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In a Downturn, Discounts Can Be Dangerous

Often the first thing companies do during a downturn in the economy is reduce prices on their products and services. Call it an economy-inspired sales promotion. 

But is this a sound strategy? Do consumers always want the cheapest price? Can a price reduction actually hurt rather than help? 

While it may be necessary in some cases to reduce prices, discounting has its risks. The biggest risk is that it can create a negative long-term perception of a product and a down-channel effect, ultimately leading to market-share erosion. Discounting can turn a Rolex into a Timex; a Barneys into a Macys; a Mercedes into a Chrysler. Just look at what happened to AOL when they discounted their services: they dropped their prices in some cases to zero, yet saw significant brand and market share erosion.

And discounting can also be dangerous to low-cost providers not focused on brand. Value-minded consumers have long-term memories and it is hard to retain market-share when the economy recovers and you try to raise your prices or eliminate promotions. 

In some cases, it may make sense to buck the trend entirely and increase prices.
In fact, many companies–including Abercrombie and Fitch,, Hershey, Blue Nile, and Vodafone–are taking this counterintuitive approach. To be sure, many are blaming the cost of commodities and these increases will put a strain on short-term growth. But over the long-run this could build brand value. Abercrombie and Fitch recently announced they were raising prices, in part to help realign their clothes with high-quality-and their sales rose 5% as a result.

Don’t get me wrong; there’s no doubt that discounting and sales promotions are a vital sales technique when done correctly. It inspires excitement and creates a call to action. However, when offered at the wrong times–for no other reason than to boost sales–it can cut the other way and create brand deterioration.

Here’s why: 

Consumers give you their hard-earned money in return for something that meets or exceeds their perceived value. It doesn’t matter if they’re buying a hot dog, a handbag, or staying at a five-star hotel; consumers want to see value and quality in return for their money.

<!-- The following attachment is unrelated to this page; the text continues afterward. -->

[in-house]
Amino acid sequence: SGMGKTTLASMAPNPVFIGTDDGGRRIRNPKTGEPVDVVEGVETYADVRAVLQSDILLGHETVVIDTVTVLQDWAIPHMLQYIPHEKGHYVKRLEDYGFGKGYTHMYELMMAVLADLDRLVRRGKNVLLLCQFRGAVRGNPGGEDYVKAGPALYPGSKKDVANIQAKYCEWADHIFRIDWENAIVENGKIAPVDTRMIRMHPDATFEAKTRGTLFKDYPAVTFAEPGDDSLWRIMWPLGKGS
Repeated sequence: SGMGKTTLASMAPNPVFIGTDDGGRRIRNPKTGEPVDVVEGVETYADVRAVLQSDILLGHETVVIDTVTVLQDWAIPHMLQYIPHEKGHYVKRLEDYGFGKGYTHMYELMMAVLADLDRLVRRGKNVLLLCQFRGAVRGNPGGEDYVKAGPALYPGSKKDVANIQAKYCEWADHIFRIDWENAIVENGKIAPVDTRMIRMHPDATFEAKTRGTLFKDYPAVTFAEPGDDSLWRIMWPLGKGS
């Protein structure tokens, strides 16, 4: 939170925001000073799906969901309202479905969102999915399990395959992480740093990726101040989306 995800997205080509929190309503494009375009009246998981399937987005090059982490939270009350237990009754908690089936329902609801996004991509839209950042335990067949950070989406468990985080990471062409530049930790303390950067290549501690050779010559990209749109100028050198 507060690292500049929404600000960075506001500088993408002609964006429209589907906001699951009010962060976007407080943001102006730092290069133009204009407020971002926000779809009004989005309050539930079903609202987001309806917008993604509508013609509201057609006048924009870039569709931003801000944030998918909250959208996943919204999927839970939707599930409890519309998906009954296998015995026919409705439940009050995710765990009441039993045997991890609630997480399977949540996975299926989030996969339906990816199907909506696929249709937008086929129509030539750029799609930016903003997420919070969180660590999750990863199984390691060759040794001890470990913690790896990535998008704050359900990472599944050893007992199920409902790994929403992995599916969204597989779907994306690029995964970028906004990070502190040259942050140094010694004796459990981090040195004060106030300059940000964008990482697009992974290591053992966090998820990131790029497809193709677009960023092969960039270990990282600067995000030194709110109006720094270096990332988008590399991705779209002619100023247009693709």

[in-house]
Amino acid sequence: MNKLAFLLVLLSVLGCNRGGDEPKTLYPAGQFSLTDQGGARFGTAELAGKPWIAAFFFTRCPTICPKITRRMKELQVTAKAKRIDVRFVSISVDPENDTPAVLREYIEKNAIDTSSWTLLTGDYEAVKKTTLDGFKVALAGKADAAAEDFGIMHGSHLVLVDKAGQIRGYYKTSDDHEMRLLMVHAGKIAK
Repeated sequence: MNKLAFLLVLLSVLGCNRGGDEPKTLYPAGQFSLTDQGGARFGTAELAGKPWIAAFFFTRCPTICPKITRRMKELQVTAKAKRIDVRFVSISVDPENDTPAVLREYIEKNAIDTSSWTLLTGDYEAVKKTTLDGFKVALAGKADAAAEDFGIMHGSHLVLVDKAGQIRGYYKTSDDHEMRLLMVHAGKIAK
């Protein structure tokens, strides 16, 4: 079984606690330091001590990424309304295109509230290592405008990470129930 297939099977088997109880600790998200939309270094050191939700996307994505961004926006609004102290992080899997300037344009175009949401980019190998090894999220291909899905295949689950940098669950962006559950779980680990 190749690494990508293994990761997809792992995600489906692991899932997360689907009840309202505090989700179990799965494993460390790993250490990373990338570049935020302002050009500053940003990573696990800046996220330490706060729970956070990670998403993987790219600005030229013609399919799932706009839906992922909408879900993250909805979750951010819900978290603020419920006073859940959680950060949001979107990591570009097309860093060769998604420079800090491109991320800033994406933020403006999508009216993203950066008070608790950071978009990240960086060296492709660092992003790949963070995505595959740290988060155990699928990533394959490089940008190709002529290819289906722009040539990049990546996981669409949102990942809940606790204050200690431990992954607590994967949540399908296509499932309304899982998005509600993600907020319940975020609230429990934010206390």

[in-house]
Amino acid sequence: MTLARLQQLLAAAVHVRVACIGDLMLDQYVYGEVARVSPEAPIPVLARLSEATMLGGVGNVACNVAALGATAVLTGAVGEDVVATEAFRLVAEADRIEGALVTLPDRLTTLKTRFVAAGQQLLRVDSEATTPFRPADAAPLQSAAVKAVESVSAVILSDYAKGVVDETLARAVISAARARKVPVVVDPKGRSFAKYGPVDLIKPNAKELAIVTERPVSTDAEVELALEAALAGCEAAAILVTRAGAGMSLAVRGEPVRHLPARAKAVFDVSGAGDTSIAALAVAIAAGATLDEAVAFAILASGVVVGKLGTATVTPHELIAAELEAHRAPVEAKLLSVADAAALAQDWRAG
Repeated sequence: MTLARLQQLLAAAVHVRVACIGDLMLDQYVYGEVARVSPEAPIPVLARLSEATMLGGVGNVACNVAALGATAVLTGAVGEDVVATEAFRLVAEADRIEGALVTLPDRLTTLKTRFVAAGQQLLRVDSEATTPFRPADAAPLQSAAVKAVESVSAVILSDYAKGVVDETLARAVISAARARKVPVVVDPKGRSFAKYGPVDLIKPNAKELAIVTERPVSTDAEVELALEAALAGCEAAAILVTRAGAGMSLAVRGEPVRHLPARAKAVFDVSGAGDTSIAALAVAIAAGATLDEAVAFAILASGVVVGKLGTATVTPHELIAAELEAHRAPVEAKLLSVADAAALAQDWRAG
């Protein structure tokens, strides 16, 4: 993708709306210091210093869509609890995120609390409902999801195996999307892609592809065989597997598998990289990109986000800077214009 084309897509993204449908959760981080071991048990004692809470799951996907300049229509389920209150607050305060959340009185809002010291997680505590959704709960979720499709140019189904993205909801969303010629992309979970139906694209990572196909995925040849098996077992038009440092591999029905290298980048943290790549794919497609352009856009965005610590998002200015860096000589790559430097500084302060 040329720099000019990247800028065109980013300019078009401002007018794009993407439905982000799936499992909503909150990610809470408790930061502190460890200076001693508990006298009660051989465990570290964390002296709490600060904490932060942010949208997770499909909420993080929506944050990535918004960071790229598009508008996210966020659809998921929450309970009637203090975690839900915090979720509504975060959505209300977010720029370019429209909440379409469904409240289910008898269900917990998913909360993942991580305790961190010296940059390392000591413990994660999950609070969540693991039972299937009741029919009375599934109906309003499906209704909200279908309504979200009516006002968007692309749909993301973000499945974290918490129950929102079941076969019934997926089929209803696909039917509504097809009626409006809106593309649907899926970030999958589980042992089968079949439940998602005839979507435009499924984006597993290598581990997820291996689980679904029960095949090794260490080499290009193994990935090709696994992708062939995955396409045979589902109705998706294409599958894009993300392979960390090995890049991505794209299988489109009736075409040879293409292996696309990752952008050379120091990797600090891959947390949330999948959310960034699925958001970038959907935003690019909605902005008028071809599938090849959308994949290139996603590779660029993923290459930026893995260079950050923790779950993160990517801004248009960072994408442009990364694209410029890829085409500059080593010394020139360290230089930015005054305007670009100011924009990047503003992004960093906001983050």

And studies have shown that in many cases, the more people pay, the more value they ascribe to their purchase. Money plays a funny role in the purchase process: it anchors perceived value. If you discount prices during adverse times, consumers may begin to question the original value. 

Starbucks, which just posted its first-ever earnings loss, has begun to offer lower-priced options on its menu, such as the recently announced $1 cup of coffee, with free refills. This strategy may boost sales in the short-term but I suspect it will hurt the Starbucks image in the long-term (and so does CEO Howard Schultz, who once said, “Our marketing will emphasise quality and service, not price.”)

When you discount, you undo the “placebo effect” of higher prices. And this leads to a decaying belief in the value of the product offered. So it may be short-term thinking to devalue a consumer’s perceived value of a product simply to move more merchandise during shifts in the economy. 

There are ways around this, of course. Consider the auto industry, typically the first to discount their way out of economic woes. Chrysler recently did something to preserve their price while offering a discount for something that does not affect their brand: gas. Chrysler cleverly took discounting to the next level by offering up a $2.99 gas guarantee for three years on all new car purchases within its fleet. The idea was to subsidize the fuel that goes into the new car, not the MSRP of the car itself. They followed a hugely successful promotion from GM in 2001, which discounted the financing instead of the price of the car itself. To be sure, the auto industry has far more problems than brand deterioration, but this approach is nonetheless smart marketing during tough times. 

So if you’re considering discounting prices during this recession, consider the long-term consequences and the potential for inadvertently re-positioning your brand. 
And if you must, it may be better to focus on something ancillary–such as gas or financing in the auto industry–rather than what your brand truly represents. Because once that veil is pierced, it may be incredibly difficult to go back and reestablish the value proposition to your consumers. 

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